What does it take for you to count a coffee shop among your favorites? And if you're a Clevelander, I'd love to hear which local cafes (or accessible Starbucks locales!) get your vote.

Friday, September 25, 2015

Another Day, Another Corporate Complaint to a Store I Used to Like

 I've already told you that I make special requests at the grocery store & call businesses to tell them when their street signs are misspelled & that I aspire to dress like a crazy old person before I am crazy & old (or at least old, because this post may prove to you that I'm already slightly crazy).

It should come as no surprise, then, that when I get riled up about something, even something very minor, I am occasionally the type to contact corporate offices to lodge formal complaints. I try to be polite in doing so, but, well... I do so. I know most people don't - they take to social media to complain, or they whine to their friends, or their stew silently - but I figure that if I'm mad at a brand, I ought to tell 'em so.

That's how I ended up emailing Francesca's while on my vacation last week, a letter I am both proud & embarrassed to share with you here.

And look, I know: The story you're about to read tells of a total first-world problem, which is to say that it's not actually a problem at all. I know that. Please trust that I care about a great many actual issues & regularly write to my elected officials about them. But does that mean I can't also give a shit about sweater swindling? I think not.

Hi, Francesca's folks,

I purchased a wrap made of sweater material in-store at your Hilton Head Island, S.C., boutique on 9/15. The item, not available online, is described on its store tag as "Tribal Pattern Ruana." In store, it was displayed next to a sign that said "sweater wraps" were 30% off, with fine print saying the sale excluded ponchos, shawls, & a few other select styles.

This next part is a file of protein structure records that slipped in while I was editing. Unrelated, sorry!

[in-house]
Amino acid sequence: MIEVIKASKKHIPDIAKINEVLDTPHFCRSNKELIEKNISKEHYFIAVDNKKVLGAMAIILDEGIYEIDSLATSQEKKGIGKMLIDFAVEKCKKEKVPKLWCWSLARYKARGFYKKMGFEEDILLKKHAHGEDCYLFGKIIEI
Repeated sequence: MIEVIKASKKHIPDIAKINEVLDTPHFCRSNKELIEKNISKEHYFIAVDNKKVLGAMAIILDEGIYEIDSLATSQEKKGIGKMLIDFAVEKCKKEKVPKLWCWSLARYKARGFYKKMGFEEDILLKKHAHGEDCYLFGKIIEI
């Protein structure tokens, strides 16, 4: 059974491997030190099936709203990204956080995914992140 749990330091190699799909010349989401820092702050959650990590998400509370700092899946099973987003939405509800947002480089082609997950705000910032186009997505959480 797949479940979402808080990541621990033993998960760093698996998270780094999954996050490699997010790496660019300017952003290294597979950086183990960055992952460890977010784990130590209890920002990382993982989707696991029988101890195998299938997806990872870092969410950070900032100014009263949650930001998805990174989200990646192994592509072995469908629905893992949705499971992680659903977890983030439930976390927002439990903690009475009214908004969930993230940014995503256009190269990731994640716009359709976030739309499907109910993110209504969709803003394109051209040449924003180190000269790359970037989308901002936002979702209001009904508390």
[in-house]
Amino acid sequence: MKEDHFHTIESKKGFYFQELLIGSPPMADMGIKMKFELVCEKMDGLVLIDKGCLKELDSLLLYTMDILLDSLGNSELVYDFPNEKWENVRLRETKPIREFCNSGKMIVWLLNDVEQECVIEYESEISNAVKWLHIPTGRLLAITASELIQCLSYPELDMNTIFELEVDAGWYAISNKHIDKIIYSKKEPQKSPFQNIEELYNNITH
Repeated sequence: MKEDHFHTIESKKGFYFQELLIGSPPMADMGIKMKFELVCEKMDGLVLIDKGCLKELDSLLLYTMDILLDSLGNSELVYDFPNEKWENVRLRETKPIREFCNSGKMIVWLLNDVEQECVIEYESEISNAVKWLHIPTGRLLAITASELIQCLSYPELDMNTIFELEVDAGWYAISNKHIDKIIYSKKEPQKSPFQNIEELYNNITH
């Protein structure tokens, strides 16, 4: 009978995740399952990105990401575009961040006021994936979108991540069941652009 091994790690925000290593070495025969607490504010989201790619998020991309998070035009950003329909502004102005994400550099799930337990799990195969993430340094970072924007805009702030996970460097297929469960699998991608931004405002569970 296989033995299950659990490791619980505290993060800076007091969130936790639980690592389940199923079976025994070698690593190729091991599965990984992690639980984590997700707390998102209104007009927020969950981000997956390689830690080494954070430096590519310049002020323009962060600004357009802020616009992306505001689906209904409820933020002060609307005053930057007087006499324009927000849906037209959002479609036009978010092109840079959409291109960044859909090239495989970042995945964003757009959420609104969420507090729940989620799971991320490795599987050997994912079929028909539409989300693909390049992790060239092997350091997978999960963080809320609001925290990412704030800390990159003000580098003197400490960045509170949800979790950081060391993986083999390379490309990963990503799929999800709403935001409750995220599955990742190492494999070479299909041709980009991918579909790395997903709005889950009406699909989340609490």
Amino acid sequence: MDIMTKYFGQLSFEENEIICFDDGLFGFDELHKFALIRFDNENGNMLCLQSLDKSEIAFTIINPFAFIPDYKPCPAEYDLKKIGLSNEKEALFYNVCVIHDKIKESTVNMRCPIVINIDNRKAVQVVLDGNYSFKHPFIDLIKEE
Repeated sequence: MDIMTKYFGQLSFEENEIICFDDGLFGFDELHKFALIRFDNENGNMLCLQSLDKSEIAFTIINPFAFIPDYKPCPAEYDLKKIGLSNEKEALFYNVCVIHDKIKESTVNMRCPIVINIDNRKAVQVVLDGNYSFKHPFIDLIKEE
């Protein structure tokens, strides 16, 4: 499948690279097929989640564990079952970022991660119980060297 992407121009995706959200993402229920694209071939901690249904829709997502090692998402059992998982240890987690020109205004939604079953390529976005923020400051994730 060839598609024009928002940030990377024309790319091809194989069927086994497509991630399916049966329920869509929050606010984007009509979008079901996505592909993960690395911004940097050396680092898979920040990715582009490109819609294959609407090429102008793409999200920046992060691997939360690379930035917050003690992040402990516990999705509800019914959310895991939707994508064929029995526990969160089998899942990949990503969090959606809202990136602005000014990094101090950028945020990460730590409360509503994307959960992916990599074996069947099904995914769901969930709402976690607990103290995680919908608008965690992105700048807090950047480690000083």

When the Francesca's employee checked me out, my item did not ring up with a discount. When I asked why, she told me my item did not qualify as a "sweater wrap," but when I asked what would qualify - & asked her to specifically show me which products fit the bill - she was unable to do so. Her colleague was similarly unable to pinpoint was a "sweater wrap" was. It seems that nothing, then, counts as a sweater wrap at Francesca's - & therefore nothing is eligible for this sale price.

When I returned home, I noticed that the tag on my item said, "A MUST-HAVE WRAP!" It's made of sweater-material, it's self-described as a wrap... surely it should\ qualified for the sweater wrap sale, right? I went back the next day (9/16) to clarify. During this visit, another Francesca's employee told me that, despite my item *seeming* to be a sweater wrap - & saying "wrap" on the label - it did not qualify for said sale because it didn't have sleeves. Apparently sleeves are what makes an item a "sweater wrap" & not just a shawl, which is how she described my item (despite the label saying otherwise). She offered to return my item, if I was dissatisfied with the price; I chose to keep it because, well, I like it - I just can't, for the life of me, figure out why a sweater wrap doesn't qualify for a sweater wrap sale.